Swedish students are better at identifying fake images than fake news, a new study finds
The Uppsala University research noted teenagers have trouble identifying racism and fake news in biased stories.
Swedish teenagers’ difficulties and abilities to determine digital news credibility
By Thomas Nygren and Mona Guath
Swedish teenagers who value the importance of trustworthy news determine credibility better their peers, according to research from Uppsala University.
However, attitude wasn’t everything. While 68 percent of teens said they had good fact-checking abilities, 88 percent couldn’t distinguish a news story from an advertisement. Researchers also found many students struggled to identify racism when consuming biased news, but most students could recognize manipulated images and knew they weren’t credible.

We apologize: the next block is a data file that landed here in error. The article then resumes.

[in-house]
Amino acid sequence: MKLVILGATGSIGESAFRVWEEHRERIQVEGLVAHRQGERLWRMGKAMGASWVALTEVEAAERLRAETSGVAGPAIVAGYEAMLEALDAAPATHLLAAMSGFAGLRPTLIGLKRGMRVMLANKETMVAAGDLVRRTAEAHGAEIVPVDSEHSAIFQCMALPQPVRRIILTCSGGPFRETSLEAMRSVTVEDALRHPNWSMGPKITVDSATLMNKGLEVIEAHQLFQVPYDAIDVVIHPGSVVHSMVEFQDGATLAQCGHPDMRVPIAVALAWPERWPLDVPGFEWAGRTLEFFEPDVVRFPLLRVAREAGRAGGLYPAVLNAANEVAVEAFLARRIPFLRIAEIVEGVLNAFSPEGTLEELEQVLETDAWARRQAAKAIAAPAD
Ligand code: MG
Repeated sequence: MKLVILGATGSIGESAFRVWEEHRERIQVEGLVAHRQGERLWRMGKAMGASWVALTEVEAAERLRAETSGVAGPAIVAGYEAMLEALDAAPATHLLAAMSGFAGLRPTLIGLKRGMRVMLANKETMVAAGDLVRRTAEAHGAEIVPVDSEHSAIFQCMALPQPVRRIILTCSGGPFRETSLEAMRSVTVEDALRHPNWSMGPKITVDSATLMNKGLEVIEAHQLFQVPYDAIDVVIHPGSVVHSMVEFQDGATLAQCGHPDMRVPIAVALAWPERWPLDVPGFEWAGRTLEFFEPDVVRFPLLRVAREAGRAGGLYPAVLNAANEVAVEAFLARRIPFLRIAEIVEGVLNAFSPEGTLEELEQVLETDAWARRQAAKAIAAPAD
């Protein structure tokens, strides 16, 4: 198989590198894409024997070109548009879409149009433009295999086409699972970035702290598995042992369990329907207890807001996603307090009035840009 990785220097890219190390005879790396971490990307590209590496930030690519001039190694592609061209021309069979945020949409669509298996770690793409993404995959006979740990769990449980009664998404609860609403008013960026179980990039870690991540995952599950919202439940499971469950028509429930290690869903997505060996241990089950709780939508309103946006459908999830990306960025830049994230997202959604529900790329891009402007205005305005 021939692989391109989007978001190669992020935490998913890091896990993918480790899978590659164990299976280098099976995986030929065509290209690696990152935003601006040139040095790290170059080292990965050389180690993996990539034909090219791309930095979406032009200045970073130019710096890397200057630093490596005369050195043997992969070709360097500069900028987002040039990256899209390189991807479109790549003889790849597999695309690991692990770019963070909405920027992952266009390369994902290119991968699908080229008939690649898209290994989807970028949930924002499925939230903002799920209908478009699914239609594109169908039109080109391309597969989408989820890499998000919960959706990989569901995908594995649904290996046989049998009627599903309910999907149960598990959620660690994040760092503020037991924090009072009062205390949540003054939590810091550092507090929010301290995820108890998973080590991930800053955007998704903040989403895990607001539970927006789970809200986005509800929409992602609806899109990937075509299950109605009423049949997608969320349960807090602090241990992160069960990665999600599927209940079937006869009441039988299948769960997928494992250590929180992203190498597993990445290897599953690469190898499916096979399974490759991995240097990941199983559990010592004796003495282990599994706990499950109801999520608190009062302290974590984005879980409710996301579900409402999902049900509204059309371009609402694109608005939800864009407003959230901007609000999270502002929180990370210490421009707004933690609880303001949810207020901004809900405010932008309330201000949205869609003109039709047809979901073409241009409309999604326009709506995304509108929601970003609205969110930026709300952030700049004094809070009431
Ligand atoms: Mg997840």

Their study suggests teaching students critical evaluation skills is important to a constructive relationship with digital news. Researchers said people with civic online reasoning skills may also value reliable information, especially due to the pervasiveness of misinformation.
- Forty-four percent of teens said a Swedish Public Radio story was more credible than a story from Fria Tider, a far-right newspaper.
- About a third of the students rated the right-wing story as more credible.
- Researchers said about two-thirds of students identified manipulated images as poor evidence.
- Researchers used an online survey to examine 448 Swedish teenagers’ news literacy skills.
- Students ages 16 to 19 from five upper-secondary schools took the surveys in three separate Swedish cities.